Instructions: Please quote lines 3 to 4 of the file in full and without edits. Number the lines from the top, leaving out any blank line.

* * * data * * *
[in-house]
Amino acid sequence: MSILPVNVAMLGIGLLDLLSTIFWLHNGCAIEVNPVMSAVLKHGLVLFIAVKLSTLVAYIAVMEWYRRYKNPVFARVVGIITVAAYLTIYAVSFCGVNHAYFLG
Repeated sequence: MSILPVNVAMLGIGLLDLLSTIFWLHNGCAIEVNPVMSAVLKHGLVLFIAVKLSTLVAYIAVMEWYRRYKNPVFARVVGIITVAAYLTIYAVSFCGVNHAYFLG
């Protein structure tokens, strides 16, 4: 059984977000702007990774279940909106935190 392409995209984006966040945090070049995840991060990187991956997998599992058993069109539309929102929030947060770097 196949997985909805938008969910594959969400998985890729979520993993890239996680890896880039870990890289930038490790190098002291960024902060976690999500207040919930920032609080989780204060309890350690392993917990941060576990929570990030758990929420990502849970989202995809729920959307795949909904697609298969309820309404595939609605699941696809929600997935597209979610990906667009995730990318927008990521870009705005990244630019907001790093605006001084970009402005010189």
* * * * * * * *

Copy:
Repeated sequence: MSILPVNVAMLGIGLLDLLSTIFWLHNGCAIEVNPVMSAVLKHGLVLFIAVKLSTLVAYIAVMEWYRRYKNPVFARVVGIITVAAYLTIYAVSFCGVNHAYFLG
């Protein structure tokens, strides 16, 4: 059984977000702007990774279940909106935190 392409995209984006966040945090070049995840991060990187991956997998599992058993069109539309929102929030947060770097 196949997985909805938008969910594959969400998985890729979520993993890239996680890896880039870990890289930038490790190098002291960024902060976690999500207040919930920032609080989780204060309890350690392993917990941060576990929570990030758990929420990502849970989202995809729920959307795949909904697609298969309820309404595939609605699941696809929600997935597209979610990906667009995730990318927008990521870009705005990244630019907001790093605006001084970009402005010189």